The Monkey Problem

I’ve been forwarded a classic problem, in bold below.

The Monkey Problem

A rope over the top of a fence has the same length on each side, and weighs one-third of a pound per foot. On one end hangs a monkey holding a banana, and on the other end a dead-weight equal to the weight of the monkey. The banana weighs 2 ounces per inch. The length of the rope in feet is the same as the age of the monkey, and the weight of the monkey in ounces is as much as the age of the monkey’s mother. The combined ages of the monkey and its mother are 30 years. One-half the weight of the monkey, plus the weight of the banana is one-fourth the sum of the weights of the rope and the dead-weight.

The monkey’s mother is one-half as old as the monkey will be in when it is three times as old as its mother was when she was one-half as old as the monkey will be when it is as old as its mother will be when she is four times as old as the monkey was when it was twice as old as its mother was when she was one-third as old as the monkey was when it was as old as its mother was when she was three times as old as the monkey was when it was one-fourth as old as it is now.

How long is the banana in inches?

In fact, I’ve seen this problem back when I was kid, though I’ve never tried to solve it, mostly because that last paragraph looked tedious and as though it would require a deeply nested set of multiplied and offset variables. It turns out however, to be simpler than I imagined. Here we go….

A rope over the top of a fence has the same length on each side, and weighs one-third of a pound per foot.

Everything else in the problem uses ounces, so let’s make it consistent. We’ll make up variables as go along. First we need rope weight and rope length.

\begin{eqnarray*}RW = RL * 1/3 * 16\end{eqnarray*}

On one end hangs a monkey holding a banana, and on the other end a dead-weight equal to the weight of the monkey.

Add in variables for Dead Weight and Monkey Weight.

\begin{eqnarray*}DW = MW\end{eqnarray*}

The banana weighs 2 ounces per inch.

Add in variables for banana weight and banana length.

\begin{eqnarray*}BW = 2 * BL\end{eqnarray*}

The length of the rope in feet is the same as the age of the monkey

Rope Length and Monkey Age.

\begin{eqnarray*}RL = MA\end{eqnarray*}

… and the weight of the monkey in ounces is as much as the age of the monkey’s mother.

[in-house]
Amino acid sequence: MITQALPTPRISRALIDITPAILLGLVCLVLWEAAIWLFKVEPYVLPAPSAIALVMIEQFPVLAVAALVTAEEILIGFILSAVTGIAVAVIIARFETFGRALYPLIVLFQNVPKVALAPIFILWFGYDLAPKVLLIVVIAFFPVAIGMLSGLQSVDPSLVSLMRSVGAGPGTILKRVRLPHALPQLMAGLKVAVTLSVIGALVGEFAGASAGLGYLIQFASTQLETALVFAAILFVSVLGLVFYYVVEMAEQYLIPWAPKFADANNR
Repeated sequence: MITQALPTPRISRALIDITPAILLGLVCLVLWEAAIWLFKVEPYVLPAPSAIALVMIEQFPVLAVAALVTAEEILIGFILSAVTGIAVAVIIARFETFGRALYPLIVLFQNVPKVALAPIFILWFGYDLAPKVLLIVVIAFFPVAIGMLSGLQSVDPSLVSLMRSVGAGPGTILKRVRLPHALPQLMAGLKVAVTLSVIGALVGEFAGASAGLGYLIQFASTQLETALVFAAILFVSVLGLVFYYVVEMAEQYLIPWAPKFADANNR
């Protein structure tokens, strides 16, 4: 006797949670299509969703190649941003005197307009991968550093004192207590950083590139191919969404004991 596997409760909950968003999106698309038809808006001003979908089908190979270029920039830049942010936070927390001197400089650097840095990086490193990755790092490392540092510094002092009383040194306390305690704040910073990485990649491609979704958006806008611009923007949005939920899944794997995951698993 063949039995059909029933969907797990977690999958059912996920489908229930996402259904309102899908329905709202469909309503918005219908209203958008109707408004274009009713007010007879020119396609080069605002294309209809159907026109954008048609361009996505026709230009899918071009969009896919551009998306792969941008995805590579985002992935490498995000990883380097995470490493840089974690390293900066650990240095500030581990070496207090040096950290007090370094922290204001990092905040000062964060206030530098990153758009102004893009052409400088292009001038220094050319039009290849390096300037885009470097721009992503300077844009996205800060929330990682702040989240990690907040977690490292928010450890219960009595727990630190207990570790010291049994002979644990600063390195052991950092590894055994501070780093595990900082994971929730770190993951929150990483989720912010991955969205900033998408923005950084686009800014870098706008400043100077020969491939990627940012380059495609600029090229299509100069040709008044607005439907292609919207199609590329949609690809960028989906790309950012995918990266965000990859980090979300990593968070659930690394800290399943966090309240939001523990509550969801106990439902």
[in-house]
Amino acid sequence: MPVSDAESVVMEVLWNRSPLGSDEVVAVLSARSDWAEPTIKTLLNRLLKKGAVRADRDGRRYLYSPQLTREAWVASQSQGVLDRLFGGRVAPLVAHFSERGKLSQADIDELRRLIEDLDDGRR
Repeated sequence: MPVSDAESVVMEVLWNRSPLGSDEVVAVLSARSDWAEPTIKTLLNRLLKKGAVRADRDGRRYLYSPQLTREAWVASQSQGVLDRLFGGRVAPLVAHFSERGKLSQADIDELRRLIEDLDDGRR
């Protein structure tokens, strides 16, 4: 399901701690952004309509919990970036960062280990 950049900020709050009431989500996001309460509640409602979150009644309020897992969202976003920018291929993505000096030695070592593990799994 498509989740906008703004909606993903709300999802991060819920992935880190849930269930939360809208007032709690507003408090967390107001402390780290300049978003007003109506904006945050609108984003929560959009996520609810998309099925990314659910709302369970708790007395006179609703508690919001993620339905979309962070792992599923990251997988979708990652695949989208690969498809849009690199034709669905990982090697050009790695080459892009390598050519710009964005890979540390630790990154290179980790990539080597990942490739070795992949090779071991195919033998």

Add in MMA for Monkey Mother Age.

\begin{eqnarray*}MW = MMA\end{eqnarray*}

The combined ages of the monkey and its mother are 30 years.

\begin{eqnarray*}MA + MMA = 30\end{eqnarray*}

One-half the weight of the monkey, plus the weight of the banana is one-fourth the sum of the weights of the rope and the dead-weight.

\begin{eqnarray*}1/2 * MW + BW = 1/4(RW + DW)\end{eqnarray*}

The monkey’s mother is one-half as old as the monkey will be in when it is three times as old as its mother was when she was one-half as old as the monkey will be when it is as old as its mother will be when she is four times as old as the monkey was when it was twice as old as its mother was when she was one-third as old as the monkey was when it was as old as its mother was when she was three times as old as the monkey was when it was one-fourth as old as it is now.

\begin{eqnarray*}MMA = \frac{1}{2} ( 3 ( \frac{1}{2} ( 4 ( 2 ( \frac{1}{3} ( 3 ( \frac{1}{4} MA)))))))\end{eqnarray*}

How long is the banana in inches?

\begin{eqnarray*}\textrm{Find } BL\end{eqnarray*}

No doubt these equations are easy to solve by hand, but why settle? We can write them in a form that can be solved by computer. Right now, I prefer the mathematical software Sage . Formatted for Sage, the equations look like this:

var('RW, RL, DW, MW, BW, BL, MA, MMA')
equations = [
RW == RL * 1/3 * 16,
DW == MW,
BW == 2 * BL,
RL == MA,
MW == MMA,
MA + MMA == 30,
1/2 * MW + BW == 1/4 * (RW + DW),
MMA == 1/2 * (  3 * ( 1/2 * ( 4 * ( 2 * ( 1/3 * ( 3 * ( 1/4 * MA)))))))]
s = solve(equations, RW, RL, DW, MW, BW, BL, MA, MMA, solution_dict = True) 
print s

And the output is:

18\}\end{eqnarray*}

Notice the banana weighs 11.5 ounces and the monkey only weighs 18 oz., so something is little implausible about the problem, but as mathematicians, that’s not our problem…

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1 Comment »

  1. it would be wonderful if could explain the 2nd paragraph of the question bit by bit – – anyway – – GOOD JOB !!

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